Doubt plagues any disruptive technology. But with federal officials now pressing for faster payments technologies to get off the ground, time is running out for the nay-sayers to be convinced.
FinTech company linked2pay isn't worried, though. The firm has introduced real-time payments capabilities for its Bank Centric Payments platform, built for financial institutions. The firm's chief marketing officer, Richard McShirley, said he's confident in the potential for real-time payments to get off the ground, to provide added payments security and to disrupt even the B2B payments world.
True, there are some industry players and analysts that believe real-time payments won't be able to truly disrupt B2B payments.
"We think it is just the opposite," explained McShirley. "Many said the same about email when it was first introduced."
Skeptics argue that businesses enjoy the length of time it takes for a payment to go through, which gives a company the ability to hold onto cash in its account just a bit longer. But McShirley argued that real-time payments actually give businesses greater control of that cash flow.
"We have never spoke to a business that didn't want more control of their cash flow," he said. "Providing a last-minute option to send funds, better traceability and visibility are key drivers."
In other words, it's not just the fact that real-time payments capabilities are faster that makes them so attractive to corporate payers. The added benefits, like deeper data attached to a payment and enhanced traceability, mean the technology can offer businesses deeper insight into a transaction.
Ensuring that transaction is accurate is also a significant benefit for the corporate payer.
"Besides the benefits of the speed of the transactions, just think about the number of ACH returns and errors that could be avoided," McShirley added. Linked2pay, which has teamed up with Push Payments to add real-time payments capabilities into its platform for banks, noted that the added features of the tool mean banks and payers can validate accounts and obtain instant confirmation that a payment has moved through. McShirley said this could help reduce the headache of non-sufficient funds cases.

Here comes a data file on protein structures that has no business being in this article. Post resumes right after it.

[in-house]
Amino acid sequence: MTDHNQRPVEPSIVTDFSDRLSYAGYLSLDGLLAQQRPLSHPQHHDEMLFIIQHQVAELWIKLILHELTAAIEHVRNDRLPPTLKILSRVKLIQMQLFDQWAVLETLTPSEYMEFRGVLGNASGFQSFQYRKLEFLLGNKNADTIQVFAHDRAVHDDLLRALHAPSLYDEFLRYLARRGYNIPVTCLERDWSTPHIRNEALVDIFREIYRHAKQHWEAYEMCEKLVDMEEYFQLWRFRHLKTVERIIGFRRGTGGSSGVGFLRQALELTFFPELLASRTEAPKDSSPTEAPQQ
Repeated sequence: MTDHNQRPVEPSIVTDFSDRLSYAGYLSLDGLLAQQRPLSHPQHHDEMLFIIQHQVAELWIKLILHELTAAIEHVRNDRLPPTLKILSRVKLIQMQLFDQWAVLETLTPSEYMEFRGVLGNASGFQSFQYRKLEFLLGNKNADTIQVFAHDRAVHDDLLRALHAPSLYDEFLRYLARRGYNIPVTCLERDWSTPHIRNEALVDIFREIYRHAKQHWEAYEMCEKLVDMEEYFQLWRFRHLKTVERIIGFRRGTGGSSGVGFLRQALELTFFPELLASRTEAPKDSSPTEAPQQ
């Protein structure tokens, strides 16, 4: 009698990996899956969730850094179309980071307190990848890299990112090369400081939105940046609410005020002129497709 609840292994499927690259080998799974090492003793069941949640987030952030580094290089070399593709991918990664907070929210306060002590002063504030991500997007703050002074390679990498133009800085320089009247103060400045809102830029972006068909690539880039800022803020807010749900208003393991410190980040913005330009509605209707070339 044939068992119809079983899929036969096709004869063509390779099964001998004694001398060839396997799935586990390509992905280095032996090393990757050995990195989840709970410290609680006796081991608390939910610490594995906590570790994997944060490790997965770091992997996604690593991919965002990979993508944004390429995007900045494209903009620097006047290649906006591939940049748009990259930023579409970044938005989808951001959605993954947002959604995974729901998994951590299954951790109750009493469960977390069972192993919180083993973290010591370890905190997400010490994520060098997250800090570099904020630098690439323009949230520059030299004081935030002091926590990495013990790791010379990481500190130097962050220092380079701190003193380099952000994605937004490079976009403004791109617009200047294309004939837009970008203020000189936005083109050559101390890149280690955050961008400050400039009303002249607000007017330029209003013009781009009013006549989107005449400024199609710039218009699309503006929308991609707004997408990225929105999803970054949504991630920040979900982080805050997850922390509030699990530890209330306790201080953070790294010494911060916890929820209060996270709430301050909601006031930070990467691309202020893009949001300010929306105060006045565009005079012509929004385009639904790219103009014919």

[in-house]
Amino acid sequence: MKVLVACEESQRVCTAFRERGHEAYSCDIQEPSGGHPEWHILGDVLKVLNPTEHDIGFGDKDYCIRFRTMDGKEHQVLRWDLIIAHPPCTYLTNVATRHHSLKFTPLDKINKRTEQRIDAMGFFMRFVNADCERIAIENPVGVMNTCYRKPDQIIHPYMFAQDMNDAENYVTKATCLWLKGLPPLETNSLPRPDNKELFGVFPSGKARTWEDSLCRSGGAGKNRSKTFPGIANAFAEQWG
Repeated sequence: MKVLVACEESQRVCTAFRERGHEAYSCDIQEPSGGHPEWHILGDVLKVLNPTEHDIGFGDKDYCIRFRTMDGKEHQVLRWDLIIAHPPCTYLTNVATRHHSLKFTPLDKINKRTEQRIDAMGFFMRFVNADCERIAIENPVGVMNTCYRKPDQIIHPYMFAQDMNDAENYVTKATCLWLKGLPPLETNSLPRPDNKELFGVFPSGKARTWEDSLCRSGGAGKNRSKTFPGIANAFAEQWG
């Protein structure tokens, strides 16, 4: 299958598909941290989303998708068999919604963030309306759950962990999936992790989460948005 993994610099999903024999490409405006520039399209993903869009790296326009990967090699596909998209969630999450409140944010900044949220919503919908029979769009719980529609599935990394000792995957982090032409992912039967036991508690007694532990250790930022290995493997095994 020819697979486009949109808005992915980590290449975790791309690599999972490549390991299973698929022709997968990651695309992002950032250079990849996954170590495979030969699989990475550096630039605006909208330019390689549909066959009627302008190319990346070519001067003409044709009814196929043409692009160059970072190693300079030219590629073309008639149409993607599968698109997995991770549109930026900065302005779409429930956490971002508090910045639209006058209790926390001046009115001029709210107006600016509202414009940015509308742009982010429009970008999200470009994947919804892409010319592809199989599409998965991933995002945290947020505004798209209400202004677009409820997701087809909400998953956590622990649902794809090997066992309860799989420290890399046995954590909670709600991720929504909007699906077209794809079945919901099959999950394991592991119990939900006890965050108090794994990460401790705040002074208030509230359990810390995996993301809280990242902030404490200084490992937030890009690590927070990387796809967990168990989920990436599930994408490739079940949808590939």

OK, so real-time payments capabilities with added data capture and transparency are certainly an enticing proposition for businesses. But some doubters have also expressed concern over the security of real-time payments. The window of opportunity to catch a fraudulent transaction is immensely shorter.
"On the surface, you would be correct," McShirley said in response to this concern. "If the entire process wasn't addressed correctly by the acquirer and processing platform, this could be a real challenge."
He explained that, by banks using third-party systems, like those of linked2pay and Push Payments, the payments security is integrated into the technology. This allows banks to take care of compliance and protect clients, without having to build a solution from the ground up.
"We all know, with the regulatory environment today, both banks and ACH providers require regulatory compliance in order to manage risk," he stated. Third-party providers taking care of this compliance means even smaller, community banks can now implement real-time payment capabilities, where once only large banks had the resources needed to not only develop and implement the technology but to ensure security.
With FinTech developers taking care of payments security from the inside out, McShirley said real-time payments could make some noise in the corporate payments space. He admitted it's unclear exactly how that might happen, though.
"There is a lot of talk around use cases and specific benefits for corporate, insurance and other types of disbursements," he said. "We feel that the benefits have only started to identify themselves."
He pointed to Europe, where a faster payment initiative has been at work for several years now. Though, at the start, the market similarly explored targeted use cases for the technology, today, he said, Europe takes a broader view of the technology to let it make an impact where it can. The same could have been said for disruptive business models within the sharing economy, he pointed out, with analysts unable to pinpoint exactly how companies like Airbnb and Uber could have shaken up the market.
"It would be foolish for us to try and think of all the use cases where faster payments could be utilized," he said. "If money, rewards, rebates or any type of funds need to be moved from one account to another account, there is a case for real-time payments."
The only certainty about this is that it will take time for those use cases to make themselves known. Similarly, McShirley said, it will take time for real-time payments to truly become ubiquitous. Right now, however, the demand for real-time payments is here.
"There are so many influences and changes at work in our market today," the executive added. "We live in an on-demand world today, and people expect instant action on everything, and many of the payment processes today don't support this need."